o  How do you function when you’ve had too many meetings?

o  What happens when too many customers or partners want your attention?

o  What time of day are you most creative?

o  When are you most anxious?

o  When are you in “the flow?"

o  When are you happiest?

o  What ticks you off?

o  Are you comfortable promoting yourself?

o  Are you sensitive to personal interactions?

o  Do you react to clients even if you shouldn’t?

o  Are you willing to have employees?

o  How do you handle team situations?

o  Client facing or funnel info through someone else? 

Now, let's go to the actual worksheet

Personal Performance Factors - Introduction

Is the video not working? Try this link for faster loading -
Personal Performance Factors Inventory - Worksheet Intro

Take time this week to think about the following questions below on how you would answer them. Don’t think too hard. In fact, it might be best if you copy off the empty worksheet (offered in the next lecture) to scribble down notes as you have moments of insight. The goal here is to spend time thinking about what makes YOU happy, productive, energized and fulfilled. No matter what our age or experience, we can discover new insights about ourselves as we experience different relationships, work environments and opportunities.

Personal Performance Factors - Question worksheet
3 pages

Specific Steps
Need specific steps to help you through this exercise? Here are some suggestions:

1)  Read through the “Categories” chart below.

2)  Copy off both worksheets (the prior worksheet with questions and this blank worksheet)

3)  Carry both around for a week.

4)  While at home, at work, on errands, or at activities – pay attention to how you interact, what you feel like and how different environments/relationships impact YOU?

5)  Write down your thoughts on your personal blank worksheet.

6)  Share any insights you feel comfortable sharing in the Nudge Village Facebook Group - - and add to others insights.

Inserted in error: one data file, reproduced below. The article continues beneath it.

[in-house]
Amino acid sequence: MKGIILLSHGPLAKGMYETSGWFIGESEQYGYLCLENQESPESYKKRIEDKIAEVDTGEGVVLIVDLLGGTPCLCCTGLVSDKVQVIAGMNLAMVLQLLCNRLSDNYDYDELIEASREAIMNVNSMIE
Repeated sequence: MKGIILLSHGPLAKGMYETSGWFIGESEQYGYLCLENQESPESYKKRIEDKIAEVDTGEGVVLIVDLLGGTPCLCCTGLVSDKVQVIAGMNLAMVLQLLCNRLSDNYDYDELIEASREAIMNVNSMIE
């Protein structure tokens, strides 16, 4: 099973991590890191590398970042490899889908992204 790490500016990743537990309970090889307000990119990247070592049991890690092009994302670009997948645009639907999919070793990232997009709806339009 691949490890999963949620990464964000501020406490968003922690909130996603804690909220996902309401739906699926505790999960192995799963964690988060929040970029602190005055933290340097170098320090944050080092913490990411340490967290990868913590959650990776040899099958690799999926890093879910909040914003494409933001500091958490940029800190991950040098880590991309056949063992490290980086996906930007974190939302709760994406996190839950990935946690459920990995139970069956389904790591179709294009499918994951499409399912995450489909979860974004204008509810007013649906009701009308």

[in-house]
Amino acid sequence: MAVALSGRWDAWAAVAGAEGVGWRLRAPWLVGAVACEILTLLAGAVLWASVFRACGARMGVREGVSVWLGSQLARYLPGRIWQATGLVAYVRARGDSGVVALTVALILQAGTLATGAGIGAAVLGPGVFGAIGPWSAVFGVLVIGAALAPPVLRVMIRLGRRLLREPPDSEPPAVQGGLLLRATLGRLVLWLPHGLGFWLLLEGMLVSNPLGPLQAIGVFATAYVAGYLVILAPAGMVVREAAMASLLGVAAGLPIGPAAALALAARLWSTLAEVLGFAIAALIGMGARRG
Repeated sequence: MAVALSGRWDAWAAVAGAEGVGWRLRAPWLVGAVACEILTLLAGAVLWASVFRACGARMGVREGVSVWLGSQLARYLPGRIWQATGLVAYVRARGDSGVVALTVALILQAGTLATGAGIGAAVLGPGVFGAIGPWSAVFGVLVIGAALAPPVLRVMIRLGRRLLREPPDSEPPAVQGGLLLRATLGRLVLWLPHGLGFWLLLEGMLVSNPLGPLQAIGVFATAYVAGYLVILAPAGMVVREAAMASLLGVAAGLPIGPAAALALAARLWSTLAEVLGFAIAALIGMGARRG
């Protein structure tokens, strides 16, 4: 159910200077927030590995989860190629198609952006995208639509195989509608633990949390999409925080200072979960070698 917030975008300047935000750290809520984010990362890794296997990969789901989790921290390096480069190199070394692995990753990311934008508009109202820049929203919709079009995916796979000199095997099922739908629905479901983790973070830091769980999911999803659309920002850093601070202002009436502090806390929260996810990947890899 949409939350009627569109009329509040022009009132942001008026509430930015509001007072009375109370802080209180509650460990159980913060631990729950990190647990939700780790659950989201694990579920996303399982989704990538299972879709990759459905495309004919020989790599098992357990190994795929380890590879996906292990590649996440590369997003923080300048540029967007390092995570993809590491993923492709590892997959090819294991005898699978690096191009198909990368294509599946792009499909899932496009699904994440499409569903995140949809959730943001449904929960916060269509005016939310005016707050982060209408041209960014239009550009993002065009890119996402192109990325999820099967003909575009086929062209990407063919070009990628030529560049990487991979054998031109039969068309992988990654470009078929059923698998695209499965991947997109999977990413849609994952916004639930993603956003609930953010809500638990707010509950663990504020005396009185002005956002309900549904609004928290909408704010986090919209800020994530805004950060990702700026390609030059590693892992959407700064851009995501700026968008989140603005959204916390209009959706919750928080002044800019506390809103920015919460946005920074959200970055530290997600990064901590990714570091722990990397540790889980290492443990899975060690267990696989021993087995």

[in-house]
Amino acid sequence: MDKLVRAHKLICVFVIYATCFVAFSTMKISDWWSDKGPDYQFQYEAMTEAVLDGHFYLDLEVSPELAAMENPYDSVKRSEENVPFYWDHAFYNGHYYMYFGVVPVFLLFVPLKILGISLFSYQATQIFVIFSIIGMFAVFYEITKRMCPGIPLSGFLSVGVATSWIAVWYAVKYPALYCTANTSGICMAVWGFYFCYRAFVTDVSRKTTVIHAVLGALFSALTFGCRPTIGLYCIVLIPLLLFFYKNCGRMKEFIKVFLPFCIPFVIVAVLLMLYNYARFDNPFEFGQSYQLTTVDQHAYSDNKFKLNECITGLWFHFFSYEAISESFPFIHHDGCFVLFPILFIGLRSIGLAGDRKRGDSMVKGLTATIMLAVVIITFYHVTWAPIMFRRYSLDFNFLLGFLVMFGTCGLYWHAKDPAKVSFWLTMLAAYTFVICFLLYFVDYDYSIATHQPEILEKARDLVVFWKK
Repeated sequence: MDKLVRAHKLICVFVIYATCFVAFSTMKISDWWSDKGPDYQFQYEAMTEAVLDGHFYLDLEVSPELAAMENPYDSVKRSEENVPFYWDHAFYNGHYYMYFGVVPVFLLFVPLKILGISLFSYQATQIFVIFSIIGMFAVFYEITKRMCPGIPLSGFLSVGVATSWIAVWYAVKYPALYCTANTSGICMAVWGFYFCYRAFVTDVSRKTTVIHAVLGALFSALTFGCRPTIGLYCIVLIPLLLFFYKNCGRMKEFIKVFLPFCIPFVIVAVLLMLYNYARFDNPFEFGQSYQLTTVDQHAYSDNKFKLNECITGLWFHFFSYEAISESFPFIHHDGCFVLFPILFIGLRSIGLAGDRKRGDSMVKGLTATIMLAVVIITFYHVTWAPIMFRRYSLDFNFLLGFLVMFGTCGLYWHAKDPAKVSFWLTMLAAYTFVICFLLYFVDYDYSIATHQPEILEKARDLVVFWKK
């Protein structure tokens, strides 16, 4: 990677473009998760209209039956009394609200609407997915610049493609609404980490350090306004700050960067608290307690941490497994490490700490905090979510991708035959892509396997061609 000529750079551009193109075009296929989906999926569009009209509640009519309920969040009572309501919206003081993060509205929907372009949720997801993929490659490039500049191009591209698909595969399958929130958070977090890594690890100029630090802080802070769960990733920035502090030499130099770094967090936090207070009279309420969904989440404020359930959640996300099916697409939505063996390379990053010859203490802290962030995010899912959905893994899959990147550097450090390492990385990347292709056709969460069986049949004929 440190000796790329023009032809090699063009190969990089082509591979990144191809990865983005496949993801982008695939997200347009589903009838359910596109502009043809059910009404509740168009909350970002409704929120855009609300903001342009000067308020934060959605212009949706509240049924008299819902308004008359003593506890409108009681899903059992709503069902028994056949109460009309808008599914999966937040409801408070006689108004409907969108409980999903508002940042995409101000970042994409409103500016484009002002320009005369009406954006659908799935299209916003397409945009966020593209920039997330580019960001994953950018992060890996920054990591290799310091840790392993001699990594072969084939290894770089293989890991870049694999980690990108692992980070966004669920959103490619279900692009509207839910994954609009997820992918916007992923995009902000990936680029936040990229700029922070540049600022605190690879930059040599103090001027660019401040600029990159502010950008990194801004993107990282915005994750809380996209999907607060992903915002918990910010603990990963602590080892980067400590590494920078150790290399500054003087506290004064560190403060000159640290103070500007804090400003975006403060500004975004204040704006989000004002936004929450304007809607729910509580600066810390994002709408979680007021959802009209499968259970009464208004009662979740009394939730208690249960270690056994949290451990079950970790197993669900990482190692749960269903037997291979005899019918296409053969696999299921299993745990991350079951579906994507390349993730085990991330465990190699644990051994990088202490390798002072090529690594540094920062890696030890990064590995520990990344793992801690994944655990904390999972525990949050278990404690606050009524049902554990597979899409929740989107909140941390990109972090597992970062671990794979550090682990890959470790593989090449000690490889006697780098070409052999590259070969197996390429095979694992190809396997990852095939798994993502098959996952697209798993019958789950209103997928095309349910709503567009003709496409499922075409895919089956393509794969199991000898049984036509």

7)  Keep your notes for the rest of the course! You'll use them again!

Personal Performance Factors - Personal Worksheet
2 pages

Performance - What Really Drives Us? By Daniel Pink
Lesson 4: Personality Type - find out your type and how it impacts your work
4 Lectures 09:03

Introduction to the Personality Types lesson.

Personality Type - Introduction

Personality Type - Take the Test!

Personality Type - Reflection Activity

Workspace Experience - the office vs. the cube
Lesson 6: Your Entrepreneurial Niche - figure out your special niche
16 Lectures 47:06

Entrepreneurial Niche - Employee + Entrepreneur

Employee + Entrepreneur - Tanya Smith - Online Business coach

Transitioning from Employee to Entrepreneur - Craig - Financial Advisor

Entrepreneurial Niche - Intrapreneur

Rebecca (me) working as a government employee as an intrapreneur

Intrapreneur - Rebecca - Government Employee

Entrepreneurial Niche - Government Contractors

Entrepreneurial Niche - Product Development (Virtual)

Entrepreneurial Niche - Product Development (Physical)

Scot decided to record the BYU Rugby team one year - the year they ended up winning the national championships. Read his interview about the process of creating the video and eventually getting it on the shelves of the University bookstore.


Product Development (Physical) - Scot - BYU Rugby Championship Video
6 pages

Entrepreneurial Niche - Consultant

Entrepreneurial Niche - Non-Franchise, Physical Location

Store Owner (Non-Franchise, Physical Location) - Mike's Auto Shop

Entrepreneurial Niche - Franchise, Physical Location

Entrepreneurial Niche - Franchise, Virtual

Your Niche Factors - Putting it all together
3 Lectures 01:20

There are two templates you can use to sum up your "entrepreneurial requirements." Select which is easiest for you to use! Please email me if you'd rather have these in MSWord so that you can write it all down electronically. Email at
Your Niche Factors - worksheet
4 pages

Your Niche Factors - Summary
Resource Section: Thoughts & Resources
4 Lectures 09:30
Facebook Group to Support Entrepreneurs

Books you may want to read to help you select the right entrepreneurial niche. This list is not exhaustive. In fact I will keep adding to this list as I find more resources you may like to reference.

Preview 08:46

Michael Fath - thoughts on promoting, producing, and passion
About the Instructor
Rebecca Clark
4.0 Average rating
58 Reviews
10,795 Students
3 Courses
Nudge Strategist

Rebecca Clark is an experienced program and project manager in the training and development field. She enjoys leveraging the use of social tools and innovative technologies toward improving performance, building relationships, and continuously learning. She works full-time managing the development of online learning products and learning management systems. She hopes to add more courses to Udemy in the future.